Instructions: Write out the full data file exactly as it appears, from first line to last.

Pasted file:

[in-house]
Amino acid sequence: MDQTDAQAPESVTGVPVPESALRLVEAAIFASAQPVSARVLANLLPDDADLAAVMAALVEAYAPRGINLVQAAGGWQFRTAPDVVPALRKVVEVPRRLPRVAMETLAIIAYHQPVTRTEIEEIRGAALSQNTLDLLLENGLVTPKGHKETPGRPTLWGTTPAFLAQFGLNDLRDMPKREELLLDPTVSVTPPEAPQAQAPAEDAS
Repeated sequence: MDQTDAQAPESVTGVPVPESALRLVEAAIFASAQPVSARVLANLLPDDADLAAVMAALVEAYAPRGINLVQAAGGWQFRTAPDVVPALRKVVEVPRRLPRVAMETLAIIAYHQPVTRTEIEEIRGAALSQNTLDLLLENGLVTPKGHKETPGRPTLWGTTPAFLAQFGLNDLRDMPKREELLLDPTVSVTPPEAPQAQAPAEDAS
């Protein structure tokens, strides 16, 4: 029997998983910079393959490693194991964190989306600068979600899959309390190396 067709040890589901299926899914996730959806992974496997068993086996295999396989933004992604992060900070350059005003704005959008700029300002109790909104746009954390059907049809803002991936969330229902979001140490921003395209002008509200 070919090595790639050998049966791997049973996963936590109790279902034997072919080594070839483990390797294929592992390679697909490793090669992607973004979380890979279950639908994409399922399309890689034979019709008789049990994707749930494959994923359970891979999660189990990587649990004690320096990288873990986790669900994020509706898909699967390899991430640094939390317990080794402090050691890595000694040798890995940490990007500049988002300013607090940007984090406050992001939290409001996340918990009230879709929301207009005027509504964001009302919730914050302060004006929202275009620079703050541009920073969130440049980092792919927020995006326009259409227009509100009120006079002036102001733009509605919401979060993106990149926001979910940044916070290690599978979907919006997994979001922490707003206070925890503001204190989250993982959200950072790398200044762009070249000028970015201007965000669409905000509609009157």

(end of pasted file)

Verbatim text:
[in-house]
Amino acid sequence: MDQTDAQAPESVTGVPVPESALRLVEAAIFASAQPVSARVLANLLPDDADLAAVMAALVEAYAPRGINLVQAAGGWQFRTAPDVVPALRKVVEVPRRLPRVAMETLAIIAYHQPVTRTEIEEIRGAALSQNTLDLLLENGLVTPKGHKETPGRPTLWGTTPAFLAQFGLNDLRDMPKREELLLDPTVSVTPPEAPQAQAPAEDAS
Repeated sequence: MDQTDAQAPESVTGVPVPESALRLVEAAIFASAQPVSARVLANLLPDDADLAAVMAALVEAYAPRGINLVQAAGGWQFRTAPDVVPALRKVVEVPRRLPRVAMETLAIIAYHQPVTRTEIEEIRGAALSQNTLDLLLENGLVTPKGHKETPGRPTLWGTTPAFLAQFGLNDLRDMPKREELLLDPTVSVTPPEAPQAQAPAEDAS
């Protein structure tokens, strides 16, 4: 029997998983910079393959490693194991964190989306600068979600899959309390190396 067709040890589901299926899914996730959806992974496997068993086996295999396989933004992604992060900070350059005003704005959008700029300002109790909104746009954390059907049809803002991936969330229902979001140490921003395209002008509200 070919090595790639050998049966791997049973996963936590109790279902034997072919080594070839483990390797294929592992390679697909490793090669992607973004979380890979279950639908994409399922399309890689034979019709008789049990994707749930494959994923359970891979999660189990990587649990004690320096990288873990986790669900994020509706898909699967390899991430640094939390317990080794402090050691890595000694040798890995940490990007500049988002300013607090940007984090406050992001939290409001996340918990009230879709929301207009005027509504964001009302919730914050302060004006929202275009620079703050541009920073969130440049980092792919927020995006326009259409227009509100009120006079002036102001733009509605919401979060993106990149926001979910940044916070290690599978979907919006997994979001922490707003206070925890503001204190989250993982959200950072790398200044762009070249000028970015201007965000669409905000509609009157």